CBD (cannabidiol) and THC (tetrahydrocannabinol) are the most common cannabinoids found in cannabis products. CBD and THC are in both marijuana and hemp, two strains of cannabis plant (Cannabis sativa). Marijuana contains much more THC than hemp, while hemp has a lot of CBD.
Both CBD and THC have the same chemical formula- 21 carbon atoms, 30 hydrogen atoms, and two oxygen atoms. The difference lies in the way the atoms are arranged. That gives CBD and THC different chemical properties, and they affect your body differently by acting on the endocannabinoid system.
THC is said to be psychoactive, and it gets you that buzzy feeling of being ‘high’. For that reason, products legal in the UK must contain little or no THC.
CBD, on the other hand, is simply one of hundreds of cannabinoids found in the plant and is completely legal.
There are more than 120 naturally occurring cannabinoids in the hemp plant, so the potential for beneficial effects from these chemicals as dietary supplements in their own right is endless. When you take full spectrum or broad spectrum CBD products, you’ll be taking in other cannabinoids and other aromatic compounds, all of which may act in concert to give you wide-ranging effects throughout your body.
On the other hand, if you buy CBD Isolate, cannabidiol has been chemically extracted and is pure. It contains no THC or other cannabinoids.
The endocannabinoid system
Although the cannabis plant has been consumed for thousands of years, research into its biochemistry in the body began in earnest in the 1990s The endocannabinoid system, or ECS was characterised as a group of neurotransmitter chemicals made by the body, together with CB1 and CB2 cell receptors that react to them. The reaction produced effects that act to balance many body systems.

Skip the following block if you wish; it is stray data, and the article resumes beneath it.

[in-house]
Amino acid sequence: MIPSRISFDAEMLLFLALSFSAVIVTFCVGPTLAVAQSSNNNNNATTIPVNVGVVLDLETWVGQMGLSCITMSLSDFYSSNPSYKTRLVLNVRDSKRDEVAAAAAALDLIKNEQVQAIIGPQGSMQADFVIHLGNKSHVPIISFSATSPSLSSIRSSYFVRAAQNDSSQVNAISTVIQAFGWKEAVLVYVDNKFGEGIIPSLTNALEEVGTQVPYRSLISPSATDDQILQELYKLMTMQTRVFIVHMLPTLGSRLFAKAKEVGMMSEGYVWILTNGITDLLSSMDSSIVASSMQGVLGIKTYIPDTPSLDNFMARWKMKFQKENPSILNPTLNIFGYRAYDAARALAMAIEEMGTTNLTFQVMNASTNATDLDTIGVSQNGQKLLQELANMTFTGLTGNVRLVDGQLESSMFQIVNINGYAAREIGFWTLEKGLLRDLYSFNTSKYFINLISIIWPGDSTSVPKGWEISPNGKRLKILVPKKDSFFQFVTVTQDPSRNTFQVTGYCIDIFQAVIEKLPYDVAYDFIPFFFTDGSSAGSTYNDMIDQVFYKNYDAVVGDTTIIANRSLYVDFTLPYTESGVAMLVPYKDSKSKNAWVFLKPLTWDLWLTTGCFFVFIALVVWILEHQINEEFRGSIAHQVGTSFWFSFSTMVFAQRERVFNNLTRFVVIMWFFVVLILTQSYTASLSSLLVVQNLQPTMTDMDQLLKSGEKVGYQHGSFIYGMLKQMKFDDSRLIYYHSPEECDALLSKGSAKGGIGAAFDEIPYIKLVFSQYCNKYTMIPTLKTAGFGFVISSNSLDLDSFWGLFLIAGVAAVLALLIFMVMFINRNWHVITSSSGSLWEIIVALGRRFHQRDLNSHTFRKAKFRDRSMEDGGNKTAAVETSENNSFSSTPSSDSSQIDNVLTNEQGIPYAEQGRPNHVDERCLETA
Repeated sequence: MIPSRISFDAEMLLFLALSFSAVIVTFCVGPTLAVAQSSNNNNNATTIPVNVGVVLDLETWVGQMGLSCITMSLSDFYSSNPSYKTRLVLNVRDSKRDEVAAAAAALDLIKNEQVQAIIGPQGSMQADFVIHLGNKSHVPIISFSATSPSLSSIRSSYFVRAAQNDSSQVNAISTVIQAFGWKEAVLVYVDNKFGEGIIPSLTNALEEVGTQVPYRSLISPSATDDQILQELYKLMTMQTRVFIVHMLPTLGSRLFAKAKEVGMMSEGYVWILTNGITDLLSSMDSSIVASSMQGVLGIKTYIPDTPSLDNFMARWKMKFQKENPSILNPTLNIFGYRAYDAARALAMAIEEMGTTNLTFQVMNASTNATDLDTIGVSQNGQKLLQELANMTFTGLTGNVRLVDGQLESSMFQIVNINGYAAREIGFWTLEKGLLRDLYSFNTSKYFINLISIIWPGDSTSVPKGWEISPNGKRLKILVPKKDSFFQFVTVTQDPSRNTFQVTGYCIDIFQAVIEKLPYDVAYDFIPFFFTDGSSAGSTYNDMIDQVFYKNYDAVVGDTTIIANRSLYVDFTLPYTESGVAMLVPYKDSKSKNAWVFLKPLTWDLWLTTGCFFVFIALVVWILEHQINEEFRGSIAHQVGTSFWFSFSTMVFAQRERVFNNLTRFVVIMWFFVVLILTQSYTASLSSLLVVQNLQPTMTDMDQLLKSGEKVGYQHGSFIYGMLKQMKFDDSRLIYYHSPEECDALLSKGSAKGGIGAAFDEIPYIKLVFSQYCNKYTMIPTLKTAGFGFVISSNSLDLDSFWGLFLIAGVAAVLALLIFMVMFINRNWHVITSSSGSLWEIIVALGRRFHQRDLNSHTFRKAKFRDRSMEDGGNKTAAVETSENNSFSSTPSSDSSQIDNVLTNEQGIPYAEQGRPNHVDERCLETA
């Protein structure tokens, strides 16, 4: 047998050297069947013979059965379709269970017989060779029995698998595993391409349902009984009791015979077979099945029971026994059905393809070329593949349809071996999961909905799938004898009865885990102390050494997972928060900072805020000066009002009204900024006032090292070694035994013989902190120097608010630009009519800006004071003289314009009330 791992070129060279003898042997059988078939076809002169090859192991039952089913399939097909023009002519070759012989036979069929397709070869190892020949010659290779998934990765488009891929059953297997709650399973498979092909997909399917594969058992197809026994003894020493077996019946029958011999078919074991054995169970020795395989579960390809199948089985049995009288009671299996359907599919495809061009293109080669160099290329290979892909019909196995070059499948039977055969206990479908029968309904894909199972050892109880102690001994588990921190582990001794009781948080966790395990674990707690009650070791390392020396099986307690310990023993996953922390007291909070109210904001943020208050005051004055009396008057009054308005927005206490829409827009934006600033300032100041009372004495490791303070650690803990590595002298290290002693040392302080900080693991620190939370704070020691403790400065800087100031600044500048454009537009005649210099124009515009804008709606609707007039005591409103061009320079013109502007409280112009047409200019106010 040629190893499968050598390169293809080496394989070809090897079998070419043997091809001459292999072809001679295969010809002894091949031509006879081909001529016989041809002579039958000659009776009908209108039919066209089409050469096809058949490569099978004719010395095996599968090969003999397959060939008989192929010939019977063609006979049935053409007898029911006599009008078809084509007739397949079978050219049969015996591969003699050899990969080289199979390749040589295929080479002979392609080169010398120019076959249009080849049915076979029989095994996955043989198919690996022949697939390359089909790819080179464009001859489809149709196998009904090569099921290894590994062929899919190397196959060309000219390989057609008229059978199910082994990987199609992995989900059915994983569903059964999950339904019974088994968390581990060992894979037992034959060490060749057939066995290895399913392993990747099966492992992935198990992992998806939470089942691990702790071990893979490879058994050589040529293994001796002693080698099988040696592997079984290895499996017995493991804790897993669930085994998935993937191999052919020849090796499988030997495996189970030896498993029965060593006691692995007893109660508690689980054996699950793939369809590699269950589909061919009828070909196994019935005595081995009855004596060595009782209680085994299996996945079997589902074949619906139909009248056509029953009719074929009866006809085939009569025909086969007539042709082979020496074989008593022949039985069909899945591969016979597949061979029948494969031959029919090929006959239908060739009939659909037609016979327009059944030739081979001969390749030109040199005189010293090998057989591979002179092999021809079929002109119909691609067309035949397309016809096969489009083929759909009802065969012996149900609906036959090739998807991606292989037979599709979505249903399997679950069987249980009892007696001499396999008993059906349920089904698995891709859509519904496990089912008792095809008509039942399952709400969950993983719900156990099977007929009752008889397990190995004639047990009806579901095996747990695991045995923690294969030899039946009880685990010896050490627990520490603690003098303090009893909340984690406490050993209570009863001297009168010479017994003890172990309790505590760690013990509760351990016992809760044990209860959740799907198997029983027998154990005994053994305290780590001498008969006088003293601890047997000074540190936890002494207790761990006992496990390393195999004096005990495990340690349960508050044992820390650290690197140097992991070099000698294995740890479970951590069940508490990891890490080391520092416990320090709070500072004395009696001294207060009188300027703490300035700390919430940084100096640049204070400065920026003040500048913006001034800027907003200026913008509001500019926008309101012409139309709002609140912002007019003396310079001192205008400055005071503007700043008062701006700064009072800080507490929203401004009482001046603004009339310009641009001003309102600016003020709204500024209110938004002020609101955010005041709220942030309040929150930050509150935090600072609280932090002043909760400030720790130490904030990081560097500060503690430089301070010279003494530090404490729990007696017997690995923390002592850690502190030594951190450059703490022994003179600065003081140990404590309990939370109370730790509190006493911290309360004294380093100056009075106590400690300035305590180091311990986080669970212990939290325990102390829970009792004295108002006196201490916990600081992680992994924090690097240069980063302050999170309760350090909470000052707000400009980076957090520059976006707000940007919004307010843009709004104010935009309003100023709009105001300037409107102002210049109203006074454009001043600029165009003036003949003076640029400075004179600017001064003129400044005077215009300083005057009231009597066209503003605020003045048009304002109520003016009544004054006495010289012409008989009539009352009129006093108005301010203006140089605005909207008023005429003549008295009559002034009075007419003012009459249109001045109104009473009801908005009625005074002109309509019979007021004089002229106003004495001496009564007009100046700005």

The neurotransmitter chemicals looked similar to those we get from cannabis and the cell receptor sites reacted in the same way whether the chemicals came from our own body, or from cannabis.
The ECS is one of the most influential systems in the human body, contributing to homeostasis or balance. The ECS is said to influence functions as diverse as stress, appetite, energy, reproduction, pain, and sleep.
Gradually, a picture of the endocannabinoid system as a network containing cannabinoid receptors, endocannabinoids, and enzymes began to form. Enzymes act to stop or modify those natural reactions.
While THC acts on the CB1 and CB2 receptors to mimic certain processes, CBD is thought to act on the enzymes which stop the body’s natural processes.
Uses and licensing of CBD
The World Health Organization considers CBD to have no potential for abuse or addiction. One product, Epidiolex® is licensed for treatment of certain types of epilepsy.
CBD is licensed in the UK as a food supplement and regulated by the Food Safety Standards regulations. Other than Epidiolex, CBD is not licensed for other medical conditions, and so our CBD products, which contain little or no THC, are licensed as a food supplement or for use on skins.
To date, there is no evidence of recreational use of CBD or any public health related problems associated with the use of pure CBD. There may be some interactions if you are on existing medication, so check first. But anecdotally, although we make no medical claims, CBD effects may include an impact on:
inflammatory bowel disease